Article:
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UBC Theses and Dissertations

The ABCs of antigen presentation : defining antigen processing pathways Johnson, Laura Alexandra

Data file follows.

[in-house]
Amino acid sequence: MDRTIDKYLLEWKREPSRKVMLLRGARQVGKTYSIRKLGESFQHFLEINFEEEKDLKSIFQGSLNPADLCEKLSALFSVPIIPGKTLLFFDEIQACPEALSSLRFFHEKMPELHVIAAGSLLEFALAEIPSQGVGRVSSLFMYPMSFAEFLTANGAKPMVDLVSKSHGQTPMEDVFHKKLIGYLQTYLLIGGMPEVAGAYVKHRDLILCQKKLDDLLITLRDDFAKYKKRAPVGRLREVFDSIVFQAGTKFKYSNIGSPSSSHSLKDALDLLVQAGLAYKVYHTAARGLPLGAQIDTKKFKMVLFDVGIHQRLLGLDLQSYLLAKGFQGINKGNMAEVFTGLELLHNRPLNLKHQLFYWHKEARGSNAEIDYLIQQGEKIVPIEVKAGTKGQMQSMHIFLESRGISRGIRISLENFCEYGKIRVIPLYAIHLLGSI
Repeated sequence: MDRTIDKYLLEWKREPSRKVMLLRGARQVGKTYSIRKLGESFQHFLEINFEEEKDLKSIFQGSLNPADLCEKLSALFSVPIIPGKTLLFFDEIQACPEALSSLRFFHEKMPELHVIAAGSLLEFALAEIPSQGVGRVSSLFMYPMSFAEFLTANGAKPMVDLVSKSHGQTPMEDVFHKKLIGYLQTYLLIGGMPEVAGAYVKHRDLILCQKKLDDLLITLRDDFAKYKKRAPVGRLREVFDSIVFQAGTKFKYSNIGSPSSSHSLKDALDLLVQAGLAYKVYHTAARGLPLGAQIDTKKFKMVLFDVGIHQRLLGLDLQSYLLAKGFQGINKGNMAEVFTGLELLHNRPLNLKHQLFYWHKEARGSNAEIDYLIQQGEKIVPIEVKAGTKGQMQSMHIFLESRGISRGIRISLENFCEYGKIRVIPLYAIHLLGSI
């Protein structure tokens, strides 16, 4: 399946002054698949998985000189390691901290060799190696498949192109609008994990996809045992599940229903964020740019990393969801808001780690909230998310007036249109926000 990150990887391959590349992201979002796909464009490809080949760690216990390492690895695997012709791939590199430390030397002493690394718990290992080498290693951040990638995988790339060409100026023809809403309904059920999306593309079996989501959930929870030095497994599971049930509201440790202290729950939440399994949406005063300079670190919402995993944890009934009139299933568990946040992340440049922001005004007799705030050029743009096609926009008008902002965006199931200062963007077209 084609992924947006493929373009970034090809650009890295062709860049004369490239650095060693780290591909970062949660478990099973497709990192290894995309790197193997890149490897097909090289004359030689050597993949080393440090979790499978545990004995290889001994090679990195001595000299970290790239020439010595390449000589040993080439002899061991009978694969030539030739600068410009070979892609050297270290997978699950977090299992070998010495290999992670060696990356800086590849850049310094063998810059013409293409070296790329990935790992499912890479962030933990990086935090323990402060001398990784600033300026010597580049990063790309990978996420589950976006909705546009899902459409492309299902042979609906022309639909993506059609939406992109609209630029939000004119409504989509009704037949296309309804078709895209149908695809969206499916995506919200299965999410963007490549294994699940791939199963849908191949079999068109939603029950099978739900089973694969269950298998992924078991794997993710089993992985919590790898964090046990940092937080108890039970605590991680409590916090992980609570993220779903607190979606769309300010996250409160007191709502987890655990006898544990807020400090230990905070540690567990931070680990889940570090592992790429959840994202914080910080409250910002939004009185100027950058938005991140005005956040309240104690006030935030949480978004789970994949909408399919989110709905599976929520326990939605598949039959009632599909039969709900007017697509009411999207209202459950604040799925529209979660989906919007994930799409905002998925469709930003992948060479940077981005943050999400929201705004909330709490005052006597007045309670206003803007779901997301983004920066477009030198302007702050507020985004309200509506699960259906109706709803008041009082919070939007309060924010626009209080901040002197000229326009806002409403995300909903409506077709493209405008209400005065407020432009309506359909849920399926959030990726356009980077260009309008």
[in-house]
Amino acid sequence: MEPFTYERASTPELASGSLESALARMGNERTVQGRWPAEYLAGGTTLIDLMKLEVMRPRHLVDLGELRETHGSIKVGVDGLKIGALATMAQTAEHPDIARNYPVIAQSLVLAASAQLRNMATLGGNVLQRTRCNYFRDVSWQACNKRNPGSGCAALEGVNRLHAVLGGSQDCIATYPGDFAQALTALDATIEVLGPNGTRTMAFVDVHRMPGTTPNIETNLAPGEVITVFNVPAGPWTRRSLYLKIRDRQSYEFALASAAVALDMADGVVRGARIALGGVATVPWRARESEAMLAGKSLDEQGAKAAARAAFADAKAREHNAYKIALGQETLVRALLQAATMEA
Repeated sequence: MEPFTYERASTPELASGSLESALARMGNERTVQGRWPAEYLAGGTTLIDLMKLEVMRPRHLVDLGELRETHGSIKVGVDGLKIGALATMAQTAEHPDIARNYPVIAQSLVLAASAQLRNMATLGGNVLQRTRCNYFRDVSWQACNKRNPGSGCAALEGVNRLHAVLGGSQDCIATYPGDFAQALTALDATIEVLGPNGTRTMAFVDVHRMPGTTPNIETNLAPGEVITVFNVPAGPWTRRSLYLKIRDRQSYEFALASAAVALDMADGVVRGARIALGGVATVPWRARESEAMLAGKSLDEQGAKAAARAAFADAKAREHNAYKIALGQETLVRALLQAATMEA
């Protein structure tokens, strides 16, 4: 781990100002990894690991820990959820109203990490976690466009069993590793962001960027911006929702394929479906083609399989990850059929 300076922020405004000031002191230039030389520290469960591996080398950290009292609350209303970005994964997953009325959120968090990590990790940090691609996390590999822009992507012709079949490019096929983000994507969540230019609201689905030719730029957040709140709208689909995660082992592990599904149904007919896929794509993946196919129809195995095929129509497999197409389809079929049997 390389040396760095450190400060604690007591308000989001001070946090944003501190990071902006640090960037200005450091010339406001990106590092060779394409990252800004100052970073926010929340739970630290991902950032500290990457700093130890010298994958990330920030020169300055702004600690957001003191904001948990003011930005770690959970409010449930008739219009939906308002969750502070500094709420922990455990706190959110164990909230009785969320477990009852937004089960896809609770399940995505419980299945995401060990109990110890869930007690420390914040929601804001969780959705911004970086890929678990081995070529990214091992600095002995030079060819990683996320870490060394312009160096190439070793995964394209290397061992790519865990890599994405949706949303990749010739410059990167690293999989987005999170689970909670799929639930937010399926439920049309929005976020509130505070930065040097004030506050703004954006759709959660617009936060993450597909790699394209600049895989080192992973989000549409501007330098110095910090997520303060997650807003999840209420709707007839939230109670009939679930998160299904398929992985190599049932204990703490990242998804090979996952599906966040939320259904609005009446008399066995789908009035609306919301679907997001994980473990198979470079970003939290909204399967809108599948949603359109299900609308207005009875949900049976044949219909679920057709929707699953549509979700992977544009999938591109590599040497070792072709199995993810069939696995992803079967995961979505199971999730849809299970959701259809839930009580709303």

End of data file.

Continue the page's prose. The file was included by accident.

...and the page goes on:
The ATP-binding cassette (ABC) transporter TAP (ABCB2/3) is an integral component of the endogenous antigen processing pathway. Without TAP, antigenic peptides cannot enter the ER to bind to class I MHC molecules en route to the cell surface, and as a result, no cellmediated immune response can occur. All normal cells can present endogenous antigens, but exogenous antigen presentation is conducted solely by professional antigen presenting cells (APCs). The precise mechanism of intracellular transport of these exogenous antigens remains unknown. As TAP plays an integral role in endogenous peptide transport, it is conceivable that other ABC transporters play a similar role in exogenous antigen processing. Using RT-PCR, gene expression of all 46 known murine ABC transporters was assayed in APCs and non-APCs in response to various stimulatory cytokines and exogenous antigens. A pattern emerged, whereby APCs induced many specific ABC genes compared to non-APCs, and activated dendritic cells (DCs) expressed the highest number. Incorporating information based on the evolutionary phylogeny of sequence similarity to known antigen transporters, 18 candidate antigen presenting genes were identified. The ABCB9 transporter gene shared the highest sequence homology to the TAP genes, was differentially expressed in activated DCs, and localized to endosome and lysosomal compartments. An ABCB9[sup -/-] mouse was made and characterized for an immunological phenotype. While no defect in live viral immune response was observed, a defective T-cell response to cross-presented exogenous antigens such as ovalbumin and heat-inactivated Sendai virus was discovered, but not to MHC class-II restricted antigens. This defect was traced back to an inability of ABCB9[sup -/-] DCs to present these antigens on the cell surface, and was consistent with a lack of antigen transport between the endo/lysosome and the cytoplasm, as introduction of endogenous antigen corrected the defect. The contribution of the ABCB9 gene to cancer immunology was then evaluated, and it was found that upon challenge with live tumour cells, pre-immunized ABCB9[sup -/-] mice were no more susceptible than wild-type mice. Thus, exogenous antigen presentation is not the primary method by which a cellular anti-tumour response is primed in-vivo.

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